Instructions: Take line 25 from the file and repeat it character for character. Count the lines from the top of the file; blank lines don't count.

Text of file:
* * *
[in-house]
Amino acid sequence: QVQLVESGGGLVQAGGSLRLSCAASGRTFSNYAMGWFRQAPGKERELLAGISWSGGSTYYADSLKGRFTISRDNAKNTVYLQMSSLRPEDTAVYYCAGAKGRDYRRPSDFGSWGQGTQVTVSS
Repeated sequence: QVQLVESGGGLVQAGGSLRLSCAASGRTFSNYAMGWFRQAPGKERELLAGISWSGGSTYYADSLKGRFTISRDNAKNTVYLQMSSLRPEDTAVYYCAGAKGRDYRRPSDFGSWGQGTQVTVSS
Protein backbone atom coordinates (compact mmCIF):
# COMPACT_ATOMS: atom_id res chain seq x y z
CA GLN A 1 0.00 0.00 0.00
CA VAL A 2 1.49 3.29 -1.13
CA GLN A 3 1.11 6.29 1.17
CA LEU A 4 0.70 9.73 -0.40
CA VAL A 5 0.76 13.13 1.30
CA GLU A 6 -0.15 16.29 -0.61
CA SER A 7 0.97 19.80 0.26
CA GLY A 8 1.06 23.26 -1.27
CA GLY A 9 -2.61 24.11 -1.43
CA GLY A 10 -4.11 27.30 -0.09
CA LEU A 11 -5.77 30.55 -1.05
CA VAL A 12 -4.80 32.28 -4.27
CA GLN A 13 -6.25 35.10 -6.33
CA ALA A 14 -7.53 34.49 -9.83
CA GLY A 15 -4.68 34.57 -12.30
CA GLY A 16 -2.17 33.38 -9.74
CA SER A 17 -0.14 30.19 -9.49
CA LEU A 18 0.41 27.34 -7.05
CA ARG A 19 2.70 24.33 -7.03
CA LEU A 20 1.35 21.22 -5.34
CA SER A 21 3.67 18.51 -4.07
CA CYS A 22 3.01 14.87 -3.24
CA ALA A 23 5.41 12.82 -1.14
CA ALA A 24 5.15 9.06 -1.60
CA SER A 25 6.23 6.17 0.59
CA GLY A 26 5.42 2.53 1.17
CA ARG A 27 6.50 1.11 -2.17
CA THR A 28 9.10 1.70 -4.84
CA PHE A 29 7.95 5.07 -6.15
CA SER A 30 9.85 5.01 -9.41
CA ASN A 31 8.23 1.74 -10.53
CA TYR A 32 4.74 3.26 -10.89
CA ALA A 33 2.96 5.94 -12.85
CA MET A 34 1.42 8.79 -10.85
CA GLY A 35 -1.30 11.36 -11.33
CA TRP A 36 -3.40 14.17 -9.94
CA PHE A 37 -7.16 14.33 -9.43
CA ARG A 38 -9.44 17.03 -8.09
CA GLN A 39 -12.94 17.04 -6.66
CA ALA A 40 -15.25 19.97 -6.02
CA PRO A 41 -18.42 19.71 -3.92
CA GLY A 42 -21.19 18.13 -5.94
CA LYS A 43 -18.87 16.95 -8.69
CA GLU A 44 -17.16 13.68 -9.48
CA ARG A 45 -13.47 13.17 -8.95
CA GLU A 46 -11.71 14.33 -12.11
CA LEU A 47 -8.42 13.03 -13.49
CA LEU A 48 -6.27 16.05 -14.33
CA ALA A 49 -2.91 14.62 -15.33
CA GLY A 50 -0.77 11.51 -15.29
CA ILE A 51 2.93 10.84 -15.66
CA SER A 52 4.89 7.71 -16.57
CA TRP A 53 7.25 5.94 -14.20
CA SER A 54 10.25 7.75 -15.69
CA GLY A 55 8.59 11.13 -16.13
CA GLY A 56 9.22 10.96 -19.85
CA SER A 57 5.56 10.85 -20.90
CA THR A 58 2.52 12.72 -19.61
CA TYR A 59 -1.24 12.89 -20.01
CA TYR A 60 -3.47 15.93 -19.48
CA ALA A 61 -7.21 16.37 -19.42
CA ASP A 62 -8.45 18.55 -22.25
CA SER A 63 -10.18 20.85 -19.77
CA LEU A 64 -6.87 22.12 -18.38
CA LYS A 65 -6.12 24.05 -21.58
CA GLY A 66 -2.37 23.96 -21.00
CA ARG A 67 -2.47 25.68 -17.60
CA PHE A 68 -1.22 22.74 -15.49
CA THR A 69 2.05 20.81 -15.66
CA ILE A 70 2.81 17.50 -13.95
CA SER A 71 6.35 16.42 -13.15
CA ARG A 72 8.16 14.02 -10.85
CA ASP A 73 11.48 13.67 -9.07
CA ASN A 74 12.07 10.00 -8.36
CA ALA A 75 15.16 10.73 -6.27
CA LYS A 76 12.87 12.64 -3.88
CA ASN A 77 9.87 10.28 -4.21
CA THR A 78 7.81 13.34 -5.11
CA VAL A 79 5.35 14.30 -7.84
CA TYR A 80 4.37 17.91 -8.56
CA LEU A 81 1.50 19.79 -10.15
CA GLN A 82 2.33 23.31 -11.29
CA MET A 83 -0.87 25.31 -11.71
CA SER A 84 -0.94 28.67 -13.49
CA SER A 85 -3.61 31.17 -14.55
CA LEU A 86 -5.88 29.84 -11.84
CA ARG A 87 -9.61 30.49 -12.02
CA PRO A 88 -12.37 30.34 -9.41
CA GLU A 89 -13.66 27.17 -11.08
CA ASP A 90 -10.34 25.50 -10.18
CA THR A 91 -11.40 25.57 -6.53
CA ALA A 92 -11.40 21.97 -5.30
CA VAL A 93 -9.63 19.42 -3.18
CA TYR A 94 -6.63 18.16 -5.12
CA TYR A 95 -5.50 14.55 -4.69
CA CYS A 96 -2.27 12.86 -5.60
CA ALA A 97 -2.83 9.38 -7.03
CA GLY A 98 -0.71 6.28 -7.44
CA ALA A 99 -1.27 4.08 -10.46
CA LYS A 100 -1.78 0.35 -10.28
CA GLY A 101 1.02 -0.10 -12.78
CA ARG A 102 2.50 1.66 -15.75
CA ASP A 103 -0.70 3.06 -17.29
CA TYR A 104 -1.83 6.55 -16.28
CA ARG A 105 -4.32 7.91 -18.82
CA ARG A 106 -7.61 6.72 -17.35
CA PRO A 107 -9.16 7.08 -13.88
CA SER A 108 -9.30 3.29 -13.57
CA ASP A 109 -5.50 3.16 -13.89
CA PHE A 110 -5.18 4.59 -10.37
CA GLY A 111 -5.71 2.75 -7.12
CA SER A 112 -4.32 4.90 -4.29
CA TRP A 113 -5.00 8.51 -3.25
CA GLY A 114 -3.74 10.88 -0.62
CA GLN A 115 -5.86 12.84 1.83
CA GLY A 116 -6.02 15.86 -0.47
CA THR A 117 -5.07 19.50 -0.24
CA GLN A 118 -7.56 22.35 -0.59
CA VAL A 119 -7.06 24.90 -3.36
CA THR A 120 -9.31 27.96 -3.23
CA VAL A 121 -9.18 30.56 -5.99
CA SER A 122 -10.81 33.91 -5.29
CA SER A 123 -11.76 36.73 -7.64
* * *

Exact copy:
CA LEU A 20 1.35 21.22 -5.34